In her exertion here, Jungeun explicitly gives away her most fundamental literary device: the promise of delayed satisfaction that never arrives. Ideas, characters, thoughts, emotions are always introduced in unsatisfyingly small tastes, and then abandoned, only for them to return later, still fleeting, still undeveloped, and often just a rehash of the original. Again though, now the game she is playing is all the more crude and obvious: “The conversation veered off course and I didn’t get a chance to ask if the dream was about her” and “I’d resolved to be upfront about it next time I saw her, but in the days that followed I found myself unable to broach the subject.” In One Hundred Shadows the romance is delayed from start to end, and the internal reflections play to the same pacing of the story. Now with I’ll Go On everyone’s lives unfold just as slow as before, while every thought is rushed impatiently onto the reader. The loops and disconnected pacing becomes so much at times that it feels like the entire narrative here could be reduced to a single, honest, five minute conversation between the central characters.

These missteps undercut the truth that Jungeun is, in fact, onto something here. Writing about the simple and the unglamorous in a society running desperately in the other direction certainly has its appeal. People on the dirty fringes reflecting on their precarious lives, their matter-of-fact acceptance of pain and discomfort, the slow and silent people whose constitutions just won’t let them join the race outside, the overwhelming tedium of it all; those with the time and isolation to think and reflect. Jungeun’s characters talk openly, and bravely, about themselves — ruminating over life while moping about the present moment — yet remain at an uncomfortable distance, leaving the reader in expectation and hope that more is happening behind the scenes, that the show continues despite them leaving the theatre. This is a poke at Proustianism, but looking inwards doesn’t automatically make something insightful.

Take the following (representative) semi-conscious ticks of language that might sound evocative until they are spoken out loud:

“I am not making this up.”


“I ask myself”

Or this type of lazy attempt to philosophise life, death and metaphysics.

“Are you dead or are you alive?

In certain moments, this is what I ask the moth.

Dead or alive.”

[Repeated again a few lines later] “Which are you: dead or living?”

Attempting to force shamanistic nods where they don’t belong:

“Better if she’s not in the world

I am, and will remain. Sora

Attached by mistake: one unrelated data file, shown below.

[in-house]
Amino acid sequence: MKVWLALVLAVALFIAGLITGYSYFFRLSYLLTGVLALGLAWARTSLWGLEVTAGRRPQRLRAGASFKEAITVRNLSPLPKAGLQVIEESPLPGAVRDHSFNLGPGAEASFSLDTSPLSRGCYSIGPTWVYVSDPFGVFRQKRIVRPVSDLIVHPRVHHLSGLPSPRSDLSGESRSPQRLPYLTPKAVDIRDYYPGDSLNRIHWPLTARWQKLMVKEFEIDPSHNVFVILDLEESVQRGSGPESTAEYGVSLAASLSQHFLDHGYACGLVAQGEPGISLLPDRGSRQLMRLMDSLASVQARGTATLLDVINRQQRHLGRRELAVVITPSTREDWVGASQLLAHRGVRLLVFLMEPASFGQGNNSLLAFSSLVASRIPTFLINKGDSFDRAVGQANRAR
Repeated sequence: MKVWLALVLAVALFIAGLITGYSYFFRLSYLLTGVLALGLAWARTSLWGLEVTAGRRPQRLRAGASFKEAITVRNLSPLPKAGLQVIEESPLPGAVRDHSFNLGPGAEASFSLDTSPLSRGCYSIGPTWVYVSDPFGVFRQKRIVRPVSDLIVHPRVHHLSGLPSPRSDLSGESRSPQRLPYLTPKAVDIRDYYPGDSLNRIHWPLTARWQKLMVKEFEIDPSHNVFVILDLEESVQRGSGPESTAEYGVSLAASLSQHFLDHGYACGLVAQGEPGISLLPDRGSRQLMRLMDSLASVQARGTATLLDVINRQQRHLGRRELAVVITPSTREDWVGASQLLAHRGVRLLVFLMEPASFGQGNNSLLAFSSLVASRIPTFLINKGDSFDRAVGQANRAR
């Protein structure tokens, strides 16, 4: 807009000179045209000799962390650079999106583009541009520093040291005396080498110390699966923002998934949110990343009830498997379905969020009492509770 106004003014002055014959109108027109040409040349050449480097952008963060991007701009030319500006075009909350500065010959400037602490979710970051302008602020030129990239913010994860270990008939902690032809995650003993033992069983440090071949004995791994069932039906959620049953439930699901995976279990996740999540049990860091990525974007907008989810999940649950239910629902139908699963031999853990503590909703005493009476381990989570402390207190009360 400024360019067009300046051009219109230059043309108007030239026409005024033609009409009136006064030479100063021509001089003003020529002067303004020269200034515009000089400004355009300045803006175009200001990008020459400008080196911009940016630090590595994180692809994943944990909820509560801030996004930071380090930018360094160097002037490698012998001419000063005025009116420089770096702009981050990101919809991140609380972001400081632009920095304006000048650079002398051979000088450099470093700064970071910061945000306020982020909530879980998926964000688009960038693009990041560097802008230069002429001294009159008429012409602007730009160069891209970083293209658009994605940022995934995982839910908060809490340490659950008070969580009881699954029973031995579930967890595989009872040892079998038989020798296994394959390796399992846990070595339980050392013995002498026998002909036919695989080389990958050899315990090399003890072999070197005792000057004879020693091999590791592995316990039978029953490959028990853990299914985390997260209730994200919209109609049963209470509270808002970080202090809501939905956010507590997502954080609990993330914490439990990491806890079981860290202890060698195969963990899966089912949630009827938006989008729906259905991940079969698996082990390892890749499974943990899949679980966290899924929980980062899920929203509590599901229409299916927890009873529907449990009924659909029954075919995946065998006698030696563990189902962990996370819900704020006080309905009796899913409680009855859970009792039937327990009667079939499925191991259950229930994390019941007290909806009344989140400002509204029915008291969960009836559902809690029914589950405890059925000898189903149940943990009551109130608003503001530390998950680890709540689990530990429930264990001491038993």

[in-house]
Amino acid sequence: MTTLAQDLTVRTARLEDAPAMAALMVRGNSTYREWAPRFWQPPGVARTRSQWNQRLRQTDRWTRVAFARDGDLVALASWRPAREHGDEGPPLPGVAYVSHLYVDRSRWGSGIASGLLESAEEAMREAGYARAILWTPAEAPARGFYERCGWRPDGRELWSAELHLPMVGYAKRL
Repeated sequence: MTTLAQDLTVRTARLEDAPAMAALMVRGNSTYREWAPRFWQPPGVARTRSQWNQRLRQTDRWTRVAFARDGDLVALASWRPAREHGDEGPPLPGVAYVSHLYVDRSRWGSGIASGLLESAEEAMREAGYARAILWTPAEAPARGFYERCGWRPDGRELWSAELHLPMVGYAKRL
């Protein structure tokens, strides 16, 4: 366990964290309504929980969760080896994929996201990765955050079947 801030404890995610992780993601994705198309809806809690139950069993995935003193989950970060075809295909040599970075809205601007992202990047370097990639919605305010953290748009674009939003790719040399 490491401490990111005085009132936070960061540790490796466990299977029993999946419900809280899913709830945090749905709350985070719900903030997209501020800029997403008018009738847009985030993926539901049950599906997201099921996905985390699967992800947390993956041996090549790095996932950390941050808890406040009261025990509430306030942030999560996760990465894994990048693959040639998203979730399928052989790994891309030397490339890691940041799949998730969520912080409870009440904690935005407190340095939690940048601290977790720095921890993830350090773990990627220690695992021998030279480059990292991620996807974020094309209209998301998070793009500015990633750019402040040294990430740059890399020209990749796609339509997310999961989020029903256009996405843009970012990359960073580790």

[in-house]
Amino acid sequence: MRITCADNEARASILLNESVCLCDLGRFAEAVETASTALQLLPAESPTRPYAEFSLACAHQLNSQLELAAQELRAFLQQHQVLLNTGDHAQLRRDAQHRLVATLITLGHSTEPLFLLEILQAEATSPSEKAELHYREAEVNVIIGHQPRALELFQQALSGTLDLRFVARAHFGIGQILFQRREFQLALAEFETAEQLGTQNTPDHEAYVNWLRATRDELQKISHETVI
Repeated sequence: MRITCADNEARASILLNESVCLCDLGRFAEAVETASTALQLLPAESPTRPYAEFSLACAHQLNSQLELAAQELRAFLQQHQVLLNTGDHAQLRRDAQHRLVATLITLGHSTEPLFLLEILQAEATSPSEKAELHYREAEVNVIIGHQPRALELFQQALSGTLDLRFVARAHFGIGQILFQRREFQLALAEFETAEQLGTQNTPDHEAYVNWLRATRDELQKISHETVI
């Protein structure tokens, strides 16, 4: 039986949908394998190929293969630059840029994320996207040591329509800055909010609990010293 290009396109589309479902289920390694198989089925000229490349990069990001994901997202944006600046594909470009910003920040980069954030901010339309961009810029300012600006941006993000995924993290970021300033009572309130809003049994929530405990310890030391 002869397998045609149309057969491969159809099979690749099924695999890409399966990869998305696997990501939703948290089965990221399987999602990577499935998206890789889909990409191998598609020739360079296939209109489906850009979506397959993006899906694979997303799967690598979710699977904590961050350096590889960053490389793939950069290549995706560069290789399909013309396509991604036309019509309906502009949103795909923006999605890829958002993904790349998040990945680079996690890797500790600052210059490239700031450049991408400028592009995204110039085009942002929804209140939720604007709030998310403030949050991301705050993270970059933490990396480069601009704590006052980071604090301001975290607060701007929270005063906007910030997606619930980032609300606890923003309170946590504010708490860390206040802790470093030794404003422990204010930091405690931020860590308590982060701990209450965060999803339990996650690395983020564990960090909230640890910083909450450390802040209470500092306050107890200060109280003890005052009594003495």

I mean to end my days as Sora.

To become extinct.

The last of the tribe called Sora.”

Or simply thinking that obvious and childish hermeneutics can pass as something profound:

“This wont do, Nana tells herself.

Any more talk and Nana might burst into tears, and when Nana cries, Sora cries — which makes Nana cry in turn, and Sora will cry because now Nana’s crying , which will make Nana cry which makes Sora cry.”


“Naghi was small then, and young, though he’s not small any more, nor young. Nana and I were small then, too. But not now, we’re not kids any more.”

[And then later] “Nana and I were small. We’re not small any more.”

This backyard spiritualism might connect with the flow of One Hundred Shadows, but this is a very different book; without the horror-like imagery and relentless — yet uncertain — danger, this feels like a simple lack of concern; that the author has allowed her default, automatic self to pollute the story. The language lacks any trace of refinement, the philosophy is shallow, and it reads like an inside joke — significant only to the people involved in its manufacture. Perhaps the damage was done by that first early success. As the author is constantly looking over her shoulder, trying to clone the old recipe for changing taste buds and a new undercooked dish, so it seems are the publishers. Warning signs were there for everyone when I’ll Go On was marketed almost exclusively on the reputation of the previous book.

There is a darkness here that never arrives, a statement on materialism that is never spoken, and a collision of worlds that never make contact. Just like her characters, Hwang Jungeun fails to step forward, fails to leave history in its proper place, and fails to be genuine. Instead we have a trundling mess of a book and an exposed lesson in bad conceptual writing. Which opens up a question about the title: the phrase ‘I’ll go on’ is used regularly in the story, often as a way to exit a paragraph or section of text without first winding things up. It could mean ‘talk’, but at this stage of reader dissatisfaction if feels a lot more like ‘endure’. It all predictably ends on this note as well, by which stage the intended exclamation has entirely worn off; now void of all surprise and purpose. But it is welcome, if for nothing else than to shake away the final pages where — without any priming — dreamcatchers are being hung with serious intent, in-between discussions about dinosaurs and extinction, as if everything had been building inexorably to this moment; ending as it began: mundane.